2. Men should pay on a date night
Over 68% of men think they should pay on a date night. I find this very high and I’d never expect a man to pay for me on a date night. I’d rather pay for myself, or if I knew there will be further dates then I’d be happy to take it in turns. If they really want to pay then that’s fine, but I wouldn’t expect or assume it.
3. Salaries are personal information and not to be shared with each other
I am pleased to see the stats for this statement are low, only 9.1% of men and 13.3% of women agreed with this. I think we should all be open and honest about money, especially when in a committed relationship. If I earned more than my husband it would still be our money and we would share it equally whilst we are in a committed relationship to each other. I work hard not only for myself, but for my husband and children too so we can all reap the benefits. I’d find it worrying if my partner didn’t want to be open about their earnings and I’d probably assume they think I want to steal it, or else why wouldn’t they feel able to share it with me?! If it’s the other way around and they earn a low wage and are possibly in debt, then this also needs to be shared so the partner can support and live within their means.
Read also Why saving an emergency fund is a great idea
4. Bankruptcy equates to the end of a relationship
Only around 10% of women and men think bankruptcy means a relationship will end. Obviously it depends on the circumstances involved, but I would not end my relationship with my husband if he became bankrupt and I hope he would not with me either. That would not be a reason to break up so long as we were honest with each other about our finances up to this point and tried our best to prevent it. If the relationship was full of lies about finance and secret debt, however, then I can see how this could result in the breakdown of a relationship. It’s best to be open and honest about finances and to live within your means.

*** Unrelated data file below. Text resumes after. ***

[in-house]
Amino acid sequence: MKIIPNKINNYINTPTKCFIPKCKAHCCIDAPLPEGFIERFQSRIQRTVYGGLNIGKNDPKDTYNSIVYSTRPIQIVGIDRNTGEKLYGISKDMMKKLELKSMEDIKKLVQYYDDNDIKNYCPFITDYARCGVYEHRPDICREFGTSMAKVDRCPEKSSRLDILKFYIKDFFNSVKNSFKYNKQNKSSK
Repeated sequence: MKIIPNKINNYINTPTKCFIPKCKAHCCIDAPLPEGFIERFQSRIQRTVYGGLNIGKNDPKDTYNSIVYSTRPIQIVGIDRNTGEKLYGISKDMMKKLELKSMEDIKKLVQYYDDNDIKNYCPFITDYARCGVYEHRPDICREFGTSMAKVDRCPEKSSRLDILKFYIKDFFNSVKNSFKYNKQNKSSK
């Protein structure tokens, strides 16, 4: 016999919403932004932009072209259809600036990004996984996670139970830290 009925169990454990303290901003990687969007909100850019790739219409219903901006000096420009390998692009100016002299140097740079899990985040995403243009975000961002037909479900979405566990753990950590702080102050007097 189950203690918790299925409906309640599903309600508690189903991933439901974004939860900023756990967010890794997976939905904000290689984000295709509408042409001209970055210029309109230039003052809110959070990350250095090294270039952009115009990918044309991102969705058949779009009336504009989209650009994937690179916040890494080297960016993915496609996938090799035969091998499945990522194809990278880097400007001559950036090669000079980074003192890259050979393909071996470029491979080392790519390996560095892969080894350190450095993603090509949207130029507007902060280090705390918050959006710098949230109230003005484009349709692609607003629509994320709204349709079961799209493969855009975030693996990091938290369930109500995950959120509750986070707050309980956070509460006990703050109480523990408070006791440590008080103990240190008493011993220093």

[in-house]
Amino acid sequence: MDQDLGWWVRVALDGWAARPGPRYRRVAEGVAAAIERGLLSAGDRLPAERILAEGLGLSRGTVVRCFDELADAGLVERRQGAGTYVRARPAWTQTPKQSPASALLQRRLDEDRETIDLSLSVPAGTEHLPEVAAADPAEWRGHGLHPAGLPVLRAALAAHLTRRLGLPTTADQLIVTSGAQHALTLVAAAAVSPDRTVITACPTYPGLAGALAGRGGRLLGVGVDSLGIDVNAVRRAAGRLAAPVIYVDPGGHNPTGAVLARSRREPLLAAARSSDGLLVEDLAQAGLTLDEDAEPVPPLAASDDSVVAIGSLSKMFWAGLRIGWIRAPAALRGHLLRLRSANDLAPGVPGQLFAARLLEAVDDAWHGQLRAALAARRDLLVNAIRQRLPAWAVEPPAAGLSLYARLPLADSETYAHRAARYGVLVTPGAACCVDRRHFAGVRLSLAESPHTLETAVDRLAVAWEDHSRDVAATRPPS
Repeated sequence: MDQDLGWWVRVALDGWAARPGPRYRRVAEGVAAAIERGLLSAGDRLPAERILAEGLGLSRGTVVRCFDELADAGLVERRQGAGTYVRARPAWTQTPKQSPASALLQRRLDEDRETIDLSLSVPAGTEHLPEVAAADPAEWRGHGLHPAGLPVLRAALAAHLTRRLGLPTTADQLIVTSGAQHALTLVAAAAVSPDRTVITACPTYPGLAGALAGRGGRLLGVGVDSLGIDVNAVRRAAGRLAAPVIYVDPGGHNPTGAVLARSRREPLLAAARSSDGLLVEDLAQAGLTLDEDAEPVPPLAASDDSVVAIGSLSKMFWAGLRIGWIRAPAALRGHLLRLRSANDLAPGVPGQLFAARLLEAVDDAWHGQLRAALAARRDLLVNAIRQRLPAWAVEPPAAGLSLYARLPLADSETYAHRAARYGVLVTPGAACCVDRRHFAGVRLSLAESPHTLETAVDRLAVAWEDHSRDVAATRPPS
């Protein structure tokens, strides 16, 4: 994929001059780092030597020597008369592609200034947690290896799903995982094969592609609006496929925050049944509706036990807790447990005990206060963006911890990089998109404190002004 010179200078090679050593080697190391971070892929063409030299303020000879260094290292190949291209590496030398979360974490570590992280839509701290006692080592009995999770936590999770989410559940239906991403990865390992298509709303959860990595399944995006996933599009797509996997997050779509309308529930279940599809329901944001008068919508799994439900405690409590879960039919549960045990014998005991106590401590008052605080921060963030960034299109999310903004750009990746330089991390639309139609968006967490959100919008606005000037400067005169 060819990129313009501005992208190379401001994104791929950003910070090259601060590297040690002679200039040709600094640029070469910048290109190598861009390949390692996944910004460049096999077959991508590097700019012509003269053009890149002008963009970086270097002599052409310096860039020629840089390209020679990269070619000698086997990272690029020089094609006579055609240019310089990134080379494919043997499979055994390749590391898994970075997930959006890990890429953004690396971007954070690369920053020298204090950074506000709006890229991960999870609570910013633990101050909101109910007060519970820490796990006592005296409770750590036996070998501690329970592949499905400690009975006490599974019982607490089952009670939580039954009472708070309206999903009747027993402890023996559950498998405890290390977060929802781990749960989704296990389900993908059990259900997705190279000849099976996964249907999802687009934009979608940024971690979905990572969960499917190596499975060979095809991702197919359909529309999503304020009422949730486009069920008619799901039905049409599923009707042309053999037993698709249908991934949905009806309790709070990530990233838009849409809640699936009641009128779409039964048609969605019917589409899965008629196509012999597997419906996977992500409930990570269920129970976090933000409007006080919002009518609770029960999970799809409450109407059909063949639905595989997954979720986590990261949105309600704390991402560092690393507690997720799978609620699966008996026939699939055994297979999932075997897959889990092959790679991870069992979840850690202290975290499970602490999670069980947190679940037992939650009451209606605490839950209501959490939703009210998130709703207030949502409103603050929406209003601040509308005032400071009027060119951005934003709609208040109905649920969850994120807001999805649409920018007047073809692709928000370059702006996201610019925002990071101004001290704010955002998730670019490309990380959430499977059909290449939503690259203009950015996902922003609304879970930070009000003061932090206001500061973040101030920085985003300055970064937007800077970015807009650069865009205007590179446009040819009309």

5. It’s important to save for your future
Around 90% of men and women agree with this and I do too. It’s so important to put some money to one side, both as an emergency fund and also for a pension. Being in agreement with your other half about this certainly helps. It can cause friction if one wants to blow every penny and live like there’s no tomorrow and the other one wants to save as much as possible for a better future. Finances need to be discussed openly for this very reason and an agreement reached.
Money can certainly be a taboo topic, but in an open and honest relationship full of trust and understanding, it really doesn’t have to be. In the beginnings of a relationship it may be hush-hush, but for a relationship to last I think conversations about money are natural and needed.
What to read next
Why I do what I do: my plans for the future.
How to raise the cash for an unexpected bill and my own debt story
What to do when you have debt you cannot pay
What to do if you’re struggling to manage your finances
4 Rules for Preventing Future Debt and Mastering Your Finances